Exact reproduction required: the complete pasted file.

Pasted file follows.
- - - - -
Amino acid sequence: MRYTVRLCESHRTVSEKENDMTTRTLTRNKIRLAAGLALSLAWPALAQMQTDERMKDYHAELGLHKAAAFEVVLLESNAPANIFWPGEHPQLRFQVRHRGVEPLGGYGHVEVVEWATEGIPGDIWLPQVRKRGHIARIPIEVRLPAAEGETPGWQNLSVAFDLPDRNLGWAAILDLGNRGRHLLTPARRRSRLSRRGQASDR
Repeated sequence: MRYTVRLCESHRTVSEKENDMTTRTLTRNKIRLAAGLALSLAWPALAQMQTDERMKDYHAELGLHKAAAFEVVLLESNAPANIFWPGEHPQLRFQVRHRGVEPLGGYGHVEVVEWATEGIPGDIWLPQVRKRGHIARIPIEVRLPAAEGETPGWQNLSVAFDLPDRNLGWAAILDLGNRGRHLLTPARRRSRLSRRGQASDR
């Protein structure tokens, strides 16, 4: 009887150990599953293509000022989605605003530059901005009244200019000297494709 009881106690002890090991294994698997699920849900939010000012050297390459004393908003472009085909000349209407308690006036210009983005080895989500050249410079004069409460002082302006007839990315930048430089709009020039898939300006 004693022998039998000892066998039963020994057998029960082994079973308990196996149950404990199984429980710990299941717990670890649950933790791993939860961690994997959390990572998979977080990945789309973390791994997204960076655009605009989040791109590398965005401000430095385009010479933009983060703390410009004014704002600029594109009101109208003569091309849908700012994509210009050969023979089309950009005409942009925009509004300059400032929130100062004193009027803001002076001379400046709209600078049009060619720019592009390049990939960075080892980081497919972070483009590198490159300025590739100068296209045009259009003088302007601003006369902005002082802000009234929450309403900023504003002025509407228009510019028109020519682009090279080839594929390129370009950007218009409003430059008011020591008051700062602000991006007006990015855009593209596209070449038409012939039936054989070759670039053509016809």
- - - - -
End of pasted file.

Amino acid sequence: MRYTVRLCESHRTVSEKENDMTTRTLTRNKIRLAAGLALSLAWPALAQMQTDERMKDYHAELGLHKAAAFEVVLLESNAPANIFWPGEHPQLRFQVRHRGVEPLGGYGHVEVVEWATEGIPGDIWLPQVRKRGHIARIPIEVRLPAAEGETPGWQNLSVAFDLPDRNLGWAAILDLGNRGRHLLTPARRRSRLSRRGQASDR
Repeated sequence: MRYTVRLCESHRTVSEKENDMTTRTLTRNKIRLAAGLALSLAWPALAQMQTDERMKDYHAELGLHKAAAFEVVLLESNAPANIFWPGEHPQLRFQVRHRGVEPLGGYGHVEVVEWATEGIPGDIWLPQVRKRGHIARIPIEVRLPAAEGETPGWQNLSVAFDLPDRNLGWAAILDLGNRGRHLLTPARRRSRLSRRGQASDR
């Protein structure tokens, strides 16, 4: 009887150990599953293509000022989605605003530059901005009244200019000297494709 009881106690002890090991294994698997699920849900939010000012050297390459004393908003472009085909000349209407308690006036210009983005080895989500050249410079004069409460002082302006007839990315930048430089709009020039898939300006 004693022998039998000892066998039963020994057998029960082994079973308990196996149950404990199984429980710990299941717990670890649950933790791993939860961690994997959390990572998979977080990945789309973390791994997204960076655009605009989040791109590398965005401000430095385009010479933009983060703390410009004014704002600029594109009101109208003569091309849908700012994509210009050969023979089309950009005409942009925009509004300059400032929130100062004193009027803001002076001379400046709209600078049009060619720019592009390049990939960075080892980081497919972070483009590198490159300025590739100068296209045009259009003088302007601003006369902005002082802000009234929450309403900023504003002025509407228009510019028109020519682009090279080839594929390129370009950007218009409003430059008011020591008051700062602000991006007006990015855009593209596209070449038409012939039936054989070759670039053509016809």